Almost everyone I know thinks of rain as a bad thing. There are clichï¿½s about it: “rain on one’s parade.” There are pop culture references: “It Can’t Rain All the Time.” The weatherman sighs as he relates the unfortunate news: “Better cancel your weekend plans.” When it rains people constantly comment on how dreary and depressing the rain is. They complain about the picnic they won’t be having or the car they just had washed. My co-workers used to cringe and fret as the clouds got darker. Not me though. I love rain.
When I was growing up in Pennsylvania rain storms were a thing of beauty. I can remember turning out all the lights and sitting with my friends on the hall stairway that faced the front door, popcorn in hand, enjoying the natural light show flicker and dance across the darkened sky.
In my teenage years I remember lying on my bed, listening to the thunder with its mighty booms, or the soft rhythm of the rain drops like a familiar friend on a chilly autumn afternoon. I would watch as the trickles on the glass traced patterns as unpredictable as they were intricate. When the power went out I would play card games with my sister and my mother by candlelight at the dining room table. You could scarcely hear the pounding rain over the laughter.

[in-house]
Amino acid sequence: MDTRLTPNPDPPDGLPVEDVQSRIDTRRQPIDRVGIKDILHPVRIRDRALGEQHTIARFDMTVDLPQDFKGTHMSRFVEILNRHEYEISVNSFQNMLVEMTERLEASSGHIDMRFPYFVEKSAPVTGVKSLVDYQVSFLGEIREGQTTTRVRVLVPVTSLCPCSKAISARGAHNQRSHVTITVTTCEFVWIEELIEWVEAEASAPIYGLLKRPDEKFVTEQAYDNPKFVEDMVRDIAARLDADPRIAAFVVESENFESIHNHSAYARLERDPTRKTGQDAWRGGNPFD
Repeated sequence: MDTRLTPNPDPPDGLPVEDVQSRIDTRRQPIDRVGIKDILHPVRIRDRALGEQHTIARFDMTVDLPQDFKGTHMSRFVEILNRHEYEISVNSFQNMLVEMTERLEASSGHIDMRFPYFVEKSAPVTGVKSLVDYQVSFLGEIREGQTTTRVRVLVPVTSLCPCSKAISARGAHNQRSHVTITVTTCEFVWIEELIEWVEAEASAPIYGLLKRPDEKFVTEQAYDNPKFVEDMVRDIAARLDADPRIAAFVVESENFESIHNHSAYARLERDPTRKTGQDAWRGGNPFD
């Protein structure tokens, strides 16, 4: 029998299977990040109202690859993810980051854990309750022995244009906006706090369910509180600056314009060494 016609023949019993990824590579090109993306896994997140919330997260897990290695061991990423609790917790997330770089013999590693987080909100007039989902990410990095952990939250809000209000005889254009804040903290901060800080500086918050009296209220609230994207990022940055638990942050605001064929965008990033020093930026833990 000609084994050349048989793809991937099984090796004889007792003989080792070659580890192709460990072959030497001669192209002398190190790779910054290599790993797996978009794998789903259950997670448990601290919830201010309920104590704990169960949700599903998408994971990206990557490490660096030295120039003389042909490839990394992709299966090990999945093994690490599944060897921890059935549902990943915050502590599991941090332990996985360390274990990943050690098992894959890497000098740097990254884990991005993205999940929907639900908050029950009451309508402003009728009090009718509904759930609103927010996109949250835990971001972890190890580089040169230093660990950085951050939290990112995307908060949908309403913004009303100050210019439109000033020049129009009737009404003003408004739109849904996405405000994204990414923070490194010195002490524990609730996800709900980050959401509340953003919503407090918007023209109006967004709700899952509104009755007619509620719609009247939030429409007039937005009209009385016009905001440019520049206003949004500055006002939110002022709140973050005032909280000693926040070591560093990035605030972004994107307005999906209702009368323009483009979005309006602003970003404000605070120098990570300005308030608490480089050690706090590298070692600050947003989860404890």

When I moved to Texas the rain lost its romance for me for a short time. My “Native Texan” husband warned me about tornadoes and what to listen for and to watch for. He taught me to go into the bathroom and hide in the tub. He spoke of the dangers of a green tint in the sky. I would lie awake at night, my ears straining for the first sounds of sirens. If I watched the rain out the window at all, it was only because I was looking for funnel clouds. I could not laugh and have fun when the lights went dark or when thunder shook the walls.
Gradually my fears left me, and again I learned to marvel in the beauty of a storm. The world quiets in anticipation as the first few drops touch the parched ground. A soft rumble can be heard in the distance. I sit on the front porch with my dog at my feet and a hot cup of tea in my hands as I watch the rain roll across the neighborhood. God seems so close in those moments. The world seems so real.
Someday I will sit on that porch with my children and “Oooh!” and “Aaah!” as the lightning dances in the clouds. We’ll pop corn, light candles and play games. They’ll dance in the puddles, wet hair plastered to their cheeks, clothes heavy and sticking to their limbs. And most of all, they will not be afraid.